Third-party financing

Are you aware of all the hidden payoffs?

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Are you aware of all the hidden payoffs?

Dental consultants, practice-management articles, and third-party financing advertisements often encourage practices to outsource patient financing. Practices that do this can focus on superior customer service and clinical dentistry. But for doctors, the discount fees paid is the big issue.

There are advantages to not running credit reports, setting up and enforcing payment plans, and making collection calls while avoiding bad-debt write-offs. Few offices efficiently handle payment-plan receivables. Typically, collections take a backseat in the front office and are avoided.

At first a doctor might ask, “Why should I give up a 3 percent, 5 percent, or 10 percent discount (depending on the length of zero-interest payments chosen by the patient) to my regular fee, when my practice can finance and bill patients without paying any discount?”

Practice-management software can handle accounts-receivable billing efficiently while filing electronic insurance claims. Nevertheless, it takes time to set up payment plans, run credit reports, send statements, write past-due notices, and make collection calls. To be effective, the last resort must be small claims court (which would require a practice employee to attend) or a collection service (which would receive a high percentage).

In addition, let’s remember sizable write-offs for dead accounts. These collection efforts cost money, require a motivated and non-procrastinating business assistant, and involve negative patient-practice interactivity. A typical dentist views the payoff as a result of avoiding these expenses and hassles vs. the third party’s discount fee (3 to 10 percent of the transaction). While the aforementioned arguments are typical and important, they do not complete the puzzle.

Third-party financing extends beyond trading staff hassles, billing, and collection costs. Many doctors don’t recognize hidden payoffs or consider them when making decisions.

Quadrant or multi-procedure visits

Include high dollars-per-hour and high dollars-per-visit in your practice goals. Three crowns per visit differ dramatically in efficiency from three crowns in six visits. Think of the administrative cost of booking extra visits, turning the operatories, and dealing with the patient six times vs. twice.

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Also, performing three crowns per visit requires substantially less time per crown than performing them separately. Most patients with good jobs can’t even afford that up front. Often, the result is a pay-as-you-go approach - six appointments. Sure, dentists will pay a discount, but look at the decrease of total clinical time, which more than offsets the discount fee. Meanwhile, patients may lose motivation, interest, and even defer treatment if financing is unavailable.

Reduce reschedules, short-notice cancellations, and broken appointments

When patients pay cash as they go, events can change their finances even when they have the best intentions. If an unforeseen financial circumstance pops up, a dental patient will delay the appointment, reschedule with short notice, or become a no-show. Each is an administrative hassle that burns time and stresses business assistants. If an open time results, the practice suffers substantial financial loss. Open time is an economic disaster to a practice. Many lose $25,000 to $50,000 a year in open time.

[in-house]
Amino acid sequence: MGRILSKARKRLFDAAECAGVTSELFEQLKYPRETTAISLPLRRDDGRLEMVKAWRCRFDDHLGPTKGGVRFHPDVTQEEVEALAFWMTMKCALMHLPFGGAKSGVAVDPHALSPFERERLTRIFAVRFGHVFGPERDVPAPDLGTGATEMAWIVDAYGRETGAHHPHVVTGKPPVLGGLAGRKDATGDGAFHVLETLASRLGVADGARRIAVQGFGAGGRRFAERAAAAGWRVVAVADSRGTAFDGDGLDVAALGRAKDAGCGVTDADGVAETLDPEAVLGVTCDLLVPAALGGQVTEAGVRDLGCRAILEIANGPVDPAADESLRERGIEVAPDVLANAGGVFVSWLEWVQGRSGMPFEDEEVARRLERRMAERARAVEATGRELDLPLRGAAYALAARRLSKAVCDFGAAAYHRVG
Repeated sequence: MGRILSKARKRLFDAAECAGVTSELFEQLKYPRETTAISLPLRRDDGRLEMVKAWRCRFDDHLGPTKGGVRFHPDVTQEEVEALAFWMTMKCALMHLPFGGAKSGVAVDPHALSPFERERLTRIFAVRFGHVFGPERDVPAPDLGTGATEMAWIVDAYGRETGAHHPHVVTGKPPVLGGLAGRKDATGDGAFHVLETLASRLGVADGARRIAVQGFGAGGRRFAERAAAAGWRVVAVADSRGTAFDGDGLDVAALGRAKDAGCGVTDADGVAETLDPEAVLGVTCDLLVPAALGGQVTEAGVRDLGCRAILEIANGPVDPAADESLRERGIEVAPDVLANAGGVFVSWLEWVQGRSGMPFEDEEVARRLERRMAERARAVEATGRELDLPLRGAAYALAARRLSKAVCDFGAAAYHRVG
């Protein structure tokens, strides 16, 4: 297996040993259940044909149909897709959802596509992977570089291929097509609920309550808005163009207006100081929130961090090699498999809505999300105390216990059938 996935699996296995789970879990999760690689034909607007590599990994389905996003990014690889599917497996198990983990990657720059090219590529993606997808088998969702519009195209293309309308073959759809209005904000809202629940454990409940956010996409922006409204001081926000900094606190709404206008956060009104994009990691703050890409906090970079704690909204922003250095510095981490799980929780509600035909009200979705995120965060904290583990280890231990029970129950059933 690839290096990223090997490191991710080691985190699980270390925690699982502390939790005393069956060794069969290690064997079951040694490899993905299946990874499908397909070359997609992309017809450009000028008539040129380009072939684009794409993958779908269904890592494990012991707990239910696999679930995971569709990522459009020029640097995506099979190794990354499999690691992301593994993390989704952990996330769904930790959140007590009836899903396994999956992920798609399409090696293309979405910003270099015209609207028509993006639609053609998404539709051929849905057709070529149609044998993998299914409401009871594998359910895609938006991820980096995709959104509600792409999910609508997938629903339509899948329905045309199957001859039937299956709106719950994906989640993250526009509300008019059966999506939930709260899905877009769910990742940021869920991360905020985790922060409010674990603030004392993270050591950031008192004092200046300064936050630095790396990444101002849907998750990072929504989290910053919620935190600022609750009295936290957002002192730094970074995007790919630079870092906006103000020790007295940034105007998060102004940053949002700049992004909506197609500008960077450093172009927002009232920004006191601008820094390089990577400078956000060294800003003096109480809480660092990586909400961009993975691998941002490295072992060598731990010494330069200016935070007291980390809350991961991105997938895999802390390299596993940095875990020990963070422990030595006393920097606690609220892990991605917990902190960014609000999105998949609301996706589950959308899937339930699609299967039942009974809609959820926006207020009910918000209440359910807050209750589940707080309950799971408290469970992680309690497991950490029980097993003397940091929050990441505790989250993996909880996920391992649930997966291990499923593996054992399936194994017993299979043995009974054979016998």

Patient wants treatment, is motivated, but doesn’t have money up front

Many patients are motivated early, but lose their enthusiasm and follow-through if offices delay or stagger treatment. In addition, they might reject more comprehensive treatment. With up-front financing, dentists can perform treatment early in a clinically efficient manner. Regarding upper-level, comprehensive dentistry acceptance, monthly payment affordability - not sticker shock - rules.

If a doctor doesn’t participate in certain managed-care plans or drops a plan, then the patient receives the insurance check - not the doctor. Then the practice must get the money from the patient. With third-party financing, the doctor gets paid up front, the insurance check goes to the patient, and the patient makes payments to the third party. The practice gets paid and is out of the loop. It’s difficult, if not impossible, to quantify the concrete savings, increased cash flow, and greater profitability of third-party financing. Outlined on page 18 is a financial benefit calculator for third-party financing. Although no specific dollar amounts are assigned for the typical practice, the overall benefits outweigh any associated cost.

Unfortunately, many dentists are cost-based vs. revenue-savvy. The positive economic values in the financial benefit calculator exceed any related cost. With third-party financing, consider the big picture in determining whether to participate. It’s a no-brainer for an analytical dentist.

Charles Blair, DDS, is a contributing editor for Dental Economics®. He is a former practicing dentist who provides consulting services full time to the dental industry with Dr. Charles Blair & Associates, Inc. in Mt. Holly, N.C. A graduate of Erskine College, he earned a doctorate degree at the University of North Carolina at Chapel Hill. Dr. Blair has degrees in accounting, business administration, mathematics, and dental surgery. Order his recently released dental insurance handbook, “Coding with Confidence: The Go-To Guide for CDT-2005,” toll free at (866) 858-7596.

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